Samantha: This week my side of the column is a letter to my female peers and myself.
Dear smart women:
Remember in elementary school how we spoke up in class and asked questions without stopping to filter ourselves? In junior high, a strange thing happened. We stopped raising our hands. We started becoming more self-conscious about our intelligence. We forgot what it felt like to beam with pride when we guessed right.
What changed us? Let’s start with an ugly truth about our supposedly gender-neutral society. A smart girl is not treated the same as a smart guy. At worst, he might be labeled “cocky.” A girl may be labeled controlling and aggressive. Some of us are silent because we want to be liked.
Others like being the best just as much as the boys do but remain silent because we are self-conscious. In math and science especially, we choose not to speak in class out of a fear of being wrong, when we get A’s and understand the material. We choose to treat each question as a referendum on our intelligence, worrying that others are judging us. Our inner perfectionist stops us from saying something we’re thinking because we don’t want to look stupid.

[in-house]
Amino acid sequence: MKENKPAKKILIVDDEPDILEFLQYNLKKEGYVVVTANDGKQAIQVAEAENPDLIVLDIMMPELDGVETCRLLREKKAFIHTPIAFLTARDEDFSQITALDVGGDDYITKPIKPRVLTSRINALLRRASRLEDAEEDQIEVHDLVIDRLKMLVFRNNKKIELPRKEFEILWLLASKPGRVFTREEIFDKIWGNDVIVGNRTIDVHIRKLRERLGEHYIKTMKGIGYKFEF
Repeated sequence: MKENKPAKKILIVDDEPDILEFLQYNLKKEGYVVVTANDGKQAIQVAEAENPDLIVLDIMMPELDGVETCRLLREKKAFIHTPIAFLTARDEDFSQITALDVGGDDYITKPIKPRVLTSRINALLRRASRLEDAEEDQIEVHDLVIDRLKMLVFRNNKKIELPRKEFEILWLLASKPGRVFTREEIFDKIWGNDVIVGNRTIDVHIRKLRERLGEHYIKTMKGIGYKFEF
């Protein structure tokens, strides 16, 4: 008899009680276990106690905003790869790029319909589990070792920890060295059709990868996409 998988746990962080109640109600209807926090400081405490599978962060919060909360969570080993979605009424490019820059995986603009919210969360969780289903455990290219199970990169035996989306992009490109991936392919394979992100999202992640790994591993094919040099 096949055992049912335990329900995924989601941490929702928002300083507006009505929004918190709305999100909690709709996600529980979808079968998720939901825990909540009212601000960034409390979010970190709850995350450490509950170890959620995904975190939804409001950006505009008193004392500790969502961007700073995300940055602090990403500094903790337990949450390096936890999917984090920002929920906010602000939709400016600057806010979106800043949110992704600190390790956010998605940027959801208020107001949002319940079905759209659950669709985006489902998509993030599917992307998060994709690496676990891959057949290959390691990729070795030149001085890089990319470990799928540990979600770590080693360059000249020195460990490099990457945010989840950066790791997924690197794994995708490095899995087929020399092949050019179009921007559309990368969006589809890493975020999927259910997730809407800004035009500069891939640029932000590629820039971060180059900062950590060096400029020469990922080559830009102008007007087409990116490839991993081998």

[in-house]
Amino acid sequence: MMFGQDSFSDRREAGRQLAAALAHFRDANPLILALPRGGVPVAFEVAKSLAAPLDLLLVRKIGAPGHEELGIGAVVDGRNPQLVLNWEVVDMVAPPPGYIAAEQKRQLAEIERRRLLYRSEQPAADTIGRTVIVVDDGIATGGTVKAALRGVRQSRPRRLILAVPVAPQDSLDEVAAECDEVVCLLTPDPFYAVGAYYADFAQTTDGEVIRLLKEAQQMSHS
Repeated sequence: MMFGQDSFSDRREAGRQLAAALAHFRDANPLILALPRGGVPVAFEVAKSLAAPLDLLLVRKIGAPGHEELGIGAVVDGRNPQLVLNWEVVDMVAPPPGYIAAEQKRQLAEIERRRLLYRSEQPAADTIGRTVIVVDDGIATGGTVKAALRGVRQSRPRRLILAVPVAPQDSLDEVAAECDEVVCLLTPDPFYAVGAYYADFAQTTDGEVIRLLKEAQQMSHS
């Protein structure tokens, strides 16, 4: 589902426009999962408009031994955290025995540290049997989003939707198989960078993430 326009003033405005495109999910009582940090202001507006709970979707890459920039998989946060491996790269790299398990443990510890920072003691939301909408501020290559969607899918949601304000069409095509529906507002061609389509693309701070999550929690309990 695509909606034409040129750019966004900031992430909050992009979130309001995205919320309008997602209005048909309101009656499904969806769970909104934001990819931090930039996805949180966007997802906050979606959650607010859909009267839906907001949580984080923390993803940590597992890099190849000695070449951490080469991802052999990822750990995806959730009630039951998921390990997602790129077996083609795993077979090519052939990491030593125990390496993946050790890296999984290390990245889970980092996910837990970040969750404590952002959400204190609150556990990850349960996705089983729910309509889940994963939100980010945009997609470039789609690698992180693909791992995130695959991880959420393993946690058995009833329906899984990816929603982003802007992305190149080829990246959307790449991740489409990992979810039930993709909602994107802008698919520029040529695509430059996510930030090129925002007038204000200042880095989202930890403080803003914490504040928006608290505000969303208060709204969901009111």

I’m not sure why we girls seem to experience this anxiety more strongly than our male peers. When my guy friends think they might have an answer, they just blurt it out even if they aren’t called on. And they don’t seem to care if they get it wrong. We whisper our guesses to each other, often lacking the guts to share them with the class.
Still others of us choose to be silent out of respect for other students. We are giving them time to think through the answer instead of blurting it out. But this courtesy is not always necessary and, in some instances, an excuse to mask a choice to hide our smarts or to avoid taking a risk.
We need to remember that, sometimes, one of us girls really is the only one who knows the answer and that wrong on occasion is as much a part of learning as being right.
Can we solve this problem? Can we change society and girls’ intellectual identities? I can only tell you what I will do. My new year’s resolution is to do three calculus problems on the board and call out two guesses in AP Physics this January. What’s yours?
Wes: Dear Samantha:
Good luck with your important goal for 2010. I’ll bother you about it along the way, encouraging you to be as excited about your mistakes and the learning they hold, as you are about your successes. It’s easy to recite those old saws — nothing ventured, nothing gained; anyone who has never made a mistake has never tried anything new, etc. It’s a lot harder to live them out in the unforgiving world of junior and senior high school.